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Oseberg Ship by KrisWood - 1:25 - Wood - Vibeke Bischoff Plans


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I don't want to over-stress the possibility regional differences too much, I may have even over interpreted what the authors were saying myself - it could also be different construction techniques based on different ship typologies. The ship carvings in the Fantoft stave church in Norway show a wide variety of different stem shapes. Here is a bit more about the Skjoldungen, including a comparison with the Kraka Fyr line drawing. There are photos of the different stem construction too.

 

I think Kraka Fyr looks stretched in part due to the angle of the photo.  The Skuldelev 5 however, where the stem was still attached to the keel and the port side planking and so the reconstruction is a bit more certain, looks just as stretched:

 

https://helgeask.dk/images/helgedata/billeder/2015/forside800x300/HelgeAsk-P4140382-TroelsN.jpg

 

I'm almost certain construction and aesthetic styles would have varied over time! I don't think we have enough data to say exactly how though

 

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Minor update...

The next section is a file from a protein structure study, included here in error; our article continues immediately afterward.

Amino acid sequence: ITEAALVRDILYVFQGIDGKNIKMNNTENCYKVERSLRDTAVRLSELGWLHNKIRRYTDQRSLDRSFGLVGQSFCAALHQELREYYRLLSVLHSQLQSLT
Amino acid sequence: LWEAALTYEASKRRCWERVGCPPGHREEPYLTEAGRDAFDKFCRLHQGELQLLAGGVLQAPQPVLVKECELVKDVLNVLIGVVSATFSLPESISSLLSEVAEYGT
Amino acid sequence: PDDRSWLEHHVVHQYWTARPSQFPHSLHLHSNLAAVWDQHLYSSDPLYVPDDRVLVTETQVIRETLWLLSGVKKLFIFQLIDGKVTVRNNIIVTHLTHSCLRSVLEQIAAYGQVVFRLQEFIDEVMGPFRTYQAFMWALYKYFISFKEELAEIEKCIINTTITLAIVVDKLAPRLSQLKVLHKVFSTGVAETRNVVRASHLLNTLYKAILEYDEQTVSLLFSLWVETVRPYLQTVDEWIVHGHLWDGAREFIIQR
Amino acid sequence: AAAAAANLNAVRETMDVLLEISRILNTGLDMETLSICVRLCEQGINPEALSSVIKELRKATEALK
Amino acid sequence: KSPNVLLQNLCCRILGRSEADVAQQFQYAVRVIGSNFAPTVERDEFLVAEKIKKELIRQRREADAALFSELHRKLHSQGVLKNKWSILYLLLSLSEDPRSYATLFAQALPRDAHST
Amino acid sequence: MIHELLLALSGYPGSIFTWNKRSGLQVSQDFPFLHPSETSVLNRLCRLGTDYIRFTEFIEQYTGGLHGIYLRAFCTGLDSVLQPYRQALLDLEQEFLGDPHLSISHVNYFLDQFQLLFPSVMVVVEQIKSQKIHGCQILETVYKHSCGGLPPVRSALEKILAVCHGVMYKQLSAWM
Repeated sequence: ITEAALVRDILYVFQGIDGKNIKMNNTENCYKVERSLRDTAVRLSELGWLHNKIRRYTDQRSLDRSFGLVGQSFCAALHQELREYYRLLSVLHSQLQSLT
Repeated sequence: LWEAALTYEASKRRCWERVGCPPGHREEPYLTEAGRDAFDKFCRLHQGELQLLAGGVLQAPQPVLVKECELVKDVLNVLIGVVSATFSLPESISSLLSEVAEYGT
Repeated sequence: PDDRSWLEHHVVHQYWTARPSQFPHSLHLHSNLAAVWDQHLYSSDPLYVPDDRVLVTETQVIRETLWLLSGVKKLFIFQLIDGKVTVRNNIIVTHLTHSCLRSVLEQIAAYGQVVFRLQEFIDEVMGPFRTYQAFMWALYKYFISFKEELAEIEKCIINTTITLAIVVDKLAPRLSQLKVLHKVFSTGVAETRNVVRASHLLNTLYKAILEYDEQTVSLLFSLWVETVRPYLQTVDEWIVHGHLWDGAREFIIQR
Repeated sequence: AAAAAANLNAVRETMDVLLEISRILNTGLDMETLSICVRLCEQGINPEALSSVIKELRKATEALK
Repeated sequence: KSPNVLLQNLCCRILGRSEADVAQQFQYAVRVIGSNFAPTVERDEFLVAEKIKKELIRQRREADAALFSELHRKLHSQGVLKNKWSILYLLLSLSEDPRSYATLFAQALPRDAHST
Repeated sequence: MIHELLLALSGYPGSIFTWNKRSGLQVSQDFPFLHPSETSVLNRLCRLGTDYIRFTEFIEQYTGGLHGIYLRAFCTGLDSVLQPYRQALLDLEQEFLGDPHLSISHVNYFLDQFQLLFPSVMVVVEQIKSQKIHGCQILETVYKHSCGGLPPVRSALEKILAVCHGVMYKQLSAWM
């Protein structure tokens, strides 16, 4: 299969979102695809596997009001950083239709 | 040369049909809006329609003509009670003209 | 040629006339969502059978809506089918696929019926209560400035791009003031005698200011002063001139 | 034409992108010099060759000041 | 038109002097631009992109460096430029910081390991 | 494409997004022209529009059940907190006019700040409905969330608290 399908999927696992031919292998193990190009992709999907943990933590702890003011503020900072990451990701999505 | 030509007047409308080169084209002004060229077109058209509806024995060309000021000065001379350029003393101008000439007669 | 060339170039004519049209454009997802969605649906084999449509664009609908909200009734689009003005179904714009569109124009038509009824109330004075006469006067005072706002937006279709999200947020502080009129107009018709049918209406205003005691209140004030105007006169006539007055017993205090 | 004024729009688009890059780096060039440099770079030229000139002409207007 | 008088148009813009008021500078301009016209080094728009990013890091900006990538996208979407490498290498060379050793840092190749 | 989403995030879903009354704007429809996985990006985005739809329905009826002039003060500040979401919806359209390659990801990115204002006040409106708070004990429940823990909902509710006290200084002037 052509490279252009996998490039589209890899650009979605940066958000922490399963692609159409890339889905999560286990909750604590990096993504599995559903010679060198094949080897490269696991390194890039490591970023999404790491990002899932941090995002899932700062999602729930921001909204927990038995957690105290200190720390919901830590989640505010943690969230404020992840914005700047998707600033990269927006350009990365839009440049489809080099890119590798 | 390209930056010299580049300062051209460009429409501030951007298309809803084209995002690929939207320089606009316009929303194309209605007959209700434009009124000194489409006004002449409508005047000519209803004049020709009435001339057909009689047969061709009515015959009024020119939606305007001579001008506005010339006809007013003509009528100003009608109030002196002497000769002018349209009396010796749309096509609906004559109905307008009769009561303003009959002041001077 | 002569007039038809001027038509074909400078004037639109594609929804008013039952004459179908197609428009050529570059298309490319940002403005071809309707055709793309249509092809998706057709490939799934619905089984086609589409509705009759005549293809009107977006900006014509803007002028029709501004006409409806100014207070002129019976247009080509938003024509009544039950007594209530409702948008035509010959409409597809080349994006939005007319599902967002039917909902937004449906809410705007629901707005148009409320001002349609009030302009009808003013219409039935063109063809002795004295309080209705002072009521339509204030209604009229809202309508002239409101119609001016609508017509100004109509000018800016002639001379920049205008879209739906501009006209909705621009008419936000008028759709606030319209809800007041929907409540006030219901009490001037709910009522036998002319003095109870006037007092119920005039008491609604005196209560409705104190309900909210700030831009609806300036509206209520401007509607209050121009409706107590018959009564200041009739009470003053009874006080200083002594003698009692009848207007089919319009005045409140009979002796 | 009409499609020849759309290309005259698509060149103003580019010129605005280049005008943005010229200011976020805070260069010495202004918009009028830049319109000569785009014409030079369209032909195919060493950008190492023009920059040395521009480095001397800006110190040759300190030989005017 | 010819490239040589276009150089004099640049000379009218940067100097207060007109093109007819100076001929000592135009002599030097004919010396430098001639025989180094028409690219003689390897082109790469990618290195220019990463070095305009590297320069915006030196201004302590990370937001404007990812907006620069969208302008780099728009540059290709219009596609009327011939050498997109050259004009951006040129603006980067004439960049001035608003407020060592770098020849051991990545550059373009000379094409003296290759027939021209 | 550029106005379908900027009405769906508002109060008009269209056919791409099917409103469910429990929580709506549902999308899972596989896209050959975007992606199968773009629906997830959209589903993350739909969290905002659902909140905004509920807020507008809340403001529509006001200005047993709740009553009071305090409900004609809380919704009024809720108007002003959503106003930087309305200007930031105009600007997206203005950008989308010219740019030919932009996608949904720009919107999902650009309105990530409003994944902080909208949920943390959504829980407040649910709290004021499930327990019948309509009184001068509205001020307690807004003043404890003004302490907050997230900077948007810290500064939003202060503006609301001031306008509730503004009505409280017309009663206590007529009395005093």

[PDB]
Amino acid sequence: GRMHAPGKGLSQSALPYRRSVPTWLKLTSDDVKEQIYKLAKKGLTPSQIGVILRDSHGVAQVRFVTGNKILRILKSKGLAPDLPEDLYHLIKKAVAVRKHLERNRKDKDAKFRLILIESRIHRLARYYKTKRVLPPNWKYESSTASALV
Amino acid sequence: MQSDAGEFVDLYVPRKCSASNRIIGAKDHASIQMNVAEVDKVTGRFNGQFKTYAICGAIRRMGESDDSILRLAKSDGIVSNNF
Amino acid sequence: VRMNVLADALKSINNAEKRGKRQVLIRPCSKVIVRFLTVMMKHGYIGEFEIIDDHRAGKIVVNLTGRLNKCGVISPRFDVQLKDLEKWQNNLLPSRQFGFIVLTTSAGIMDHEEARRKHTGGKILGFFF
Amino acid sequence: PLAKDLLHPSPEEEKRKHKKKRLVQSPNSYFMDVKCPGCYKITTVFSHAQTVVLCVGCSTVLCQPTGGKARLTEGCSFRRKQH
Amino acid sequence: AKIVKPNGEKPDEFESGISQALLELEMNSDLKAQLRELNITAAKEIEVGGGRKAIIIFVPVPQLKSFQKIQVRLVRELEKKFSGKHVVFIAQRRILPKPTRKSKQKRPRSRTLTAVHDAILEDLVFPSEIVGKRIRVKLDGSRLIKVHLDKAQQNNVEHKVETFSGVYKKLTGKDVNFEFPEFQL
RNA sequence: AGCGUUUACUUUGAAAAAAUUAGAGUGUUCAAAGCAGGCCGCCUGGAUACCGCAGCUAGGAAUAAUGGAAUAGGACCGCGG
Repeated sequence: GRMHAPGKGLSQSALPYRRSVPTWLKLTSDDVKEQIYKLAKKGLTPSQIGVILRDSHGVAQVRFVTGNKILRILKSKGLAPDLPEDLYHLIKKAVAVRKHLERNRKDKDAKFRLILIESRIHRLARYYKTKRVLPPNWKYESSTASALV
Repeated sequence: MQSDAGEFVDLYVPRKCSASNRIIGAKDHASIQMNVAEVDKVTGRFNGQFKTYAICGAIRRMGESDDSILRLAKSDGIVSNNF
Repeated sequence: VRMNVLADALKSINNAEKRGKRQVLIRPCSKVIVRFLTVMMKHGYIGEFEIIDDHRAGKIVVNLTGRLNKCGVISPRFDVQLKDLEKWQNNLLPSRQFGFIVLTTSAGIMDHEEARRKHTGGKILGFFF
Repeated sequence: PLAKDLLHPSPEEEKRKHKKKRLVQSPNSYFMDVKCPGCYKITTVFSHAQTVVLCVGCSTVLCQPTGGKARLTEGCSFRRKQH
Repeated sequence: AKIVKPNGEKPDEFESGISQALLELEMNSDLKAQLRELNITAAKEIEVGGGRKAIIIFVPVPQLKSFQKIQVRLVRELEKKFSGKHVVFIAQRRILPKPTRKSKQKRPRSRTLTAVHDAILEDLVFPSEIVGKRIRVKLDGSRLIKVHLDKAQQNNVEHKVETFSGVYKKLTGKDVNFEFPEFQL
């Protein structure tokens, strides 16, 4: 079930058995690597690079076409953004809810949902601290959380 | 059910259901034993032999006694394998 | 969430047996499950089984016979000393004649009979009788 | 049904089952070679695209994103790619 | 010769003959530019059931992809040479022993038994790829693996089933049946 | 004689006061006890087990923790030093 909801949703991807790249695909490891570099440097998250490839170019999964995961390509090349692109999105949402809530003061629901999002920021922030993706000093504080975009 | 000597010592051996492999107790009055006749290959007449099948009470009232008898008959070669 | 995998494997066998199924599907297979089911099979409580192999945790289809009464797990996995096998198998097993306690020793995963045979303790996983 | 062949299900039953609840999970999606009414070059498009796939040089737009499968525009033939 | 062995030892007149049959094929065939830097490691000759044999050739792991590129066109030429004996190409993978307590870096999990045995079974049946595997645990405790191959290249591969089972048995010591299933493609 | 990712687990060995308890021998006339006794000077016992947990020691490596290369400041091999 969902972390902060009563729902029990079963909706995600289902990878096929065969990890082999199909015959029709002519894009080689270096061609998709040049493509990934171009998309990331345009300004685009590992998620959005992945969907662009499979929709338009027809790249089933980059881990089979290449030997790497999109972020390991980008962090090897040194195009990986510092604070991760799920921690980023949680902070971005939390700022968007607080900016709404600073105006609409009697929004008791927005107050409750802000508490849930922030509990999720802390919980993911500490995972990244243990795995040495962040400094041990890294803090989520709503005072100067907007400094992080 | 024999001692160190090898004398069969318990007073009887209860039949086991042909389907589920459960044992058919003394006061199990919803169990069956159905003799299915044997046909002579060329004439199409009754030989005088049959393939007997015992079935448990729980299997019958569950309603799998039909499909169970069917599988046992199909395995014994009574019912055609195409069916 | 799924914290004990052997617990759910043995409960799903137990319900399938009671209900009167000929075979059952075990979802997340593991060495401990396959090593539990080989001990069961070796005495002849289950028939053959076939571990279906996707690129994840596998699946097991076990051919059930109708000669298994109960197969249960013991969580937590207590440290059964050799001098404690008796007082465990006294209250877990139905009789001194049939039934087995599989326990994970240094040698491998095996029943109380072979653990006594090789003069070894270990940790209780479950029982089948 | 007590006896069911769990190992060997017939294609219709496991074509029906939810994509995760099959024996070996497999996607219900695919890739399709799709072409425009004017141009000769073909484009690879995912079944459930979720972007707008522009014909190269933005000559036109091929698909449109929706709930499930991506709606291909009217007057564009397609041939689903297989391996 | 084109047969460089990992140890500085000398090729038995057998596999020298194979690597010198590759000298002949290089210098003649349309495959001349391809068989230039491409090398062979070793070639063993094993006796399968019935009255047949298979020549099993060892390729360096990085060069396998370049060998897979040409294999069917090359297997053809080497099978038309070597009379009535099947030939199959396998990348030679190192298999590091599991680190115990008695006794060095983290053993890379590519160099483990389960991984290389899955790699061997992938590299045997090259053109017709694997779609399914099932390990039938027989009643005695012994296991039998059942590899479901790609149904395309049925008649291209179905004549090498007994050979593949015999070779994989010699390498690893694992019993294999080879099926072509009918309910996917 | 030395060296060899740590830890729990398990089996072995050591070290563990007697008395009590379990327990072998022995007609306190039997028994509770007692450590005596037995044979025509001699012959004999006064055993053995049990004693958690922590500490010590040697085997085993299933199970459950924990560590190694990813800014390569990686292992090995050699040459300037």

I had painstakingly redrawn my top two strakes, because the planking diagram only has the starboard side and the two sides need to be proportional, and because I'm going to need to be able to eventually draw the frames to the inside of the planks, but the lines drawing for Saga Oseberg is only the PORT side. It took weeks but I finally ended up with beautifully curving, flattenable surfaces from which I could print a new planking diagram for these strakes...

 

Then, just as I was congratulating myself for a job well done, I realized I'd drawn them along the OUTSIDES of the planks, and because of this they no longer lined up with the lower 10 strakes. To make matters worse, I discovered that I'd inadvertently deleted the lines for the INSIDES of my planks at some point. I just about threw my laptop out the window, except that I was already outside, doing my CAD work on the porch. Weeks of work gone. :(